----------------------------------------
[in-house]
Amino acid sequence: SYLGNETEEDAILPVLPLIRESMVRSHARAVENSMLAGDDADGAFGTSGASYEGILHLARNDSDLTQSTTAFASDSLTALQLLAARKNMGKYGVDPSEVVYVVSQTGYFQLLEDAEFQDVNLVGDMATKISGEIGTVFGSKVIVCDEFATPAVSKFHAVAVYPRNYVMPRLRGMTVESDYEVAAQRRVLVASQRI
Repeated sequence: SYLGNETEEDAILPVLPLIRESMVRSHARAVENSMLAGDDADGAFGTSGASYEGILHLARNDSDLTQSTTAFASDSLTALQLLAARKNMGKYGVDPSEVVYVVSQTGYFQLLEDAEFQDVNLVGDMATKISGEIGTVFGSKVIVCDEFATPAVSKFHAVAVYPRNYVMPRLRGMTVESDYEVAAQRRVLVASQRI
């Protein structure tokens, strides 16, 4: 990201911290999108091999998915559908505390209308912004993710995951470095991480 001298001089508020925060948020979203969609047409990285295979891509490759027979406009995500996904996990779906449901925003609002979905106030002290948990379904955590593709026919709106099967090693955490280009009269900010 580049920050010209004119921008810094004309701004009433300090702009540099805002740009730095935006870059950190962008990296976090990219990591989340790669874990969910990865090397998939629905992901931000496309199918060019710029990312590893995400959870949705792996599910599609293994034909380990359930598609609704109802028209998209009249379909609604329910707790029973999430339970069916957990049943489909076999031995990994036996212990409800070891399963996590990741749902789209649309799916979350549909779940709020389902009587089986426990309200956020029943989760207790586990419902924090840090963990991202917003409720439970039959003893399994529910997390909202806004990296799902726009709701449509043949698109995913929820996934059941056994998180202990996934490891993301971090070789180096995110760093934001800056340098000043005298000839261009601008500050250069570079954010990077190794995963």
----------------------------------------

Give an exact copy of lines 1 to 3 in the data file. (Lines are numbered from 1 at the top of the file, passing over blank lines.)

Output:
[in-house]
Amino acid sequence: SYLGNETEEDAILPVLPLIRESMVRSHARAVENSMLAGDDADGAFGTSGASYEGILHLARNDSDLTQSTTAFASDSLTALQLLAARKNMGKYGVDPSEVVYVVSQTGYFQLLEDAEFQDVNLVGDMATKISGEIGTVFGSKVIVCDEFATPAVSKFHAVAVYPRNYVMPRLRGMTVESDYEVAAQRRVLVASQRI
Repeated sequence: SYLGNETEEDAILPVLPLIRESMVRSHARAVENSMLAGDDADGAFGTSGASYEGILHLARNDSDLTQSTTAFASDSLTALQLLAARKNMGKYGVDPSEVVYVVSQTGYFQLLEDAEFQDVNLVGDMATKISGEIGTVFGSKVIVCDEFATPAVSKFHAVAVYPRNYVMPRLRGMTVESDYEVAAQRRVLVASQRI